Break out the construction paper and markers. Alternatively, have students cut out letters from magazines and make a ransom note style collage of words. Learners might even create posters containing different illustrations of the words on their list. The more cognitive attention given to the task, the more likely a word will be remembered.
Rote practice and memorization may be boring but they can do the trick when it comes to focus on form. Having students copy a word multiple times helps. However, if a student struggles with handwriting, such as is the case in dyspraxiaand dysgraphia, it may be better to have them type the words on a computer.
The more learners see a word spelled correctly, the easier it is for them to transfer knowledge of form into long-term memory. Find stories that contain repeat examples of the words on your spelling list. You might even write up a worksheet and have kids underline or star the terms they recognize.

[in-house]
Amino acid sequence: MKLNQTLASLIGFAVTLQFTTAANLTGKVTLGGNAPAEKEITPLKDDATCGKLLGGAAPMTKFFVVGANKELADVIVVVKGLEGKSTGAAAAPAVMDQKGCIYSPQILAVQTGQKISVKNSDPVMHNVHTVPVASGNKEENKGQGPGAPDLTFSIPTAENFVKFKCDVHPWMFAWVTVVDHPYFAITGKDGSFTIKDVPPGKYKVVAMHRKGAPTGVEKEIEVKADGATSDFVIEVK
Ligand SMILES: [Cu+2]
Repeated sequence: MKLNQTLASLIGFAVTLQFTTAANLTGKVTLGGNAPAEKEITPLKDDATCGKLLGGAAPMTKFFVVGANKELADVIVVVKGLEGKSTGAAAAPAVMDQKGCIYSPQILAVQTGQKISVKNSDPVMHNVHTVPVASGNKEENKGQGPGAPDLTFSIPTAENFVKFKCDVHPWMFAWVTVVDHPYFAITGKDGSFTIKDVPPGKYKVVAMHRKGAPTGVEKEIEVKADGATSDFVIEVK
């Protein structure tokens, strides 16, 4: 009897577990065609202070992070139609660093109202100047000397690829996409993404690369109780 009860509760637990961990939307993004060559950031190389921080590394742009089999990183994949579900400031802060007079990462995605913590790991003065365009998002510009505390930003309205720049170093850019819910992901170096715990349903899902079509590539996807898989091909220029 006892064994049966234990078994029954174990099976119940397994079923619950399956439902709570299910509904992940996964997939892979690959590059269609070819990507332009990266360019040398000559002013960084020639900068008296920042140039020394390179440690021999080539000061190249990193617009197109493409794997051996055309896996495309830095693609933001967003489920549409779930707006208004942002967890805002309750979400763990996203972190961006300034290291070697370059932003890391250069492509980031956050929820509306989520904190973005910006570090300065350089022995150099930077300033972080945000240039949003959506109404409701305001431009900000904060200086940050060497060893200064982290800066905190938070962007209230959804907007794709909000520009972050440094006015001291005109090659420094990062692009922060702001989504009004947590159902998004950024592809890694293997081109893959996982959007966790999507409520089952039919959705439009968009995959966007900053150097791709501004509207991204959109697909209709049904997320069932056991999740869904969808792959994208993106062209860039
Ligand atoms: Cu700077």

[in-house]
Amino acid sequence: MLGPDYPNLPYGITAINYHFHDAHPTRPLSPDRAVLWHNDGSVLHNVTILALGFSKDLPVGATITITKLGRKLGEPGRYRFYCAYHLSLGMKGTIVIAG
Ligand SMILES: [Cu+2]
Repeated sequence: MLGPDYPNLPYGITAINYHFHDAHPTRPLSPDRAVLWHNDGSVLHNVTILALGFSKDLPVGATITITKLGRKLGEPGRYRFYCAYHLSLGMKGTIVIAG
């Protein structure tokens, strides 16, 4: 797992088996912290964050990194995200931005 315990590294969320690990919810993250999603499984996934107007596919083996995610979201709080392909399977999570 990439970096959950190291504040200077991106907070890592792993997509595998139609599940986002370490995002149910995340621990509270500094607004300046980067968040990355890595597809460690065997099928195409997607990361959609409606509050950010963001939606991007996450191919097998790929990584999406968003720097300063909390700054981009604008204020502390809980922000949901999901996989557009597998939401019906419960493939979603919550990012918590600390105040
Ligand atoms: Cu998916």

Say words out loud and spell them out loud too. This encourages students to do the same. When kids spell out loud it helps them internalize the correct order of the letters using their ears as well as their eyes. This is also a good strategy for children who struggle with learning difficulties and helps in preparation for competitions like spelling bees.
Put up as much print as you can manage in the classroom. Words that are in a child’s environment will be received as passive input, which over time will transfer to active knowledge.
Crossword puzzles and worksheets are great for homework or quiet activities but getting the whole class involved in games such as hang-man, is even better. Why? Because students will be motivated to spell the word correctly in order to win. Delivering answers will also necessitate both written and spoken responses. Some games will also give them a chance to evaluate their fellow students’ responses and correct any misspelled words.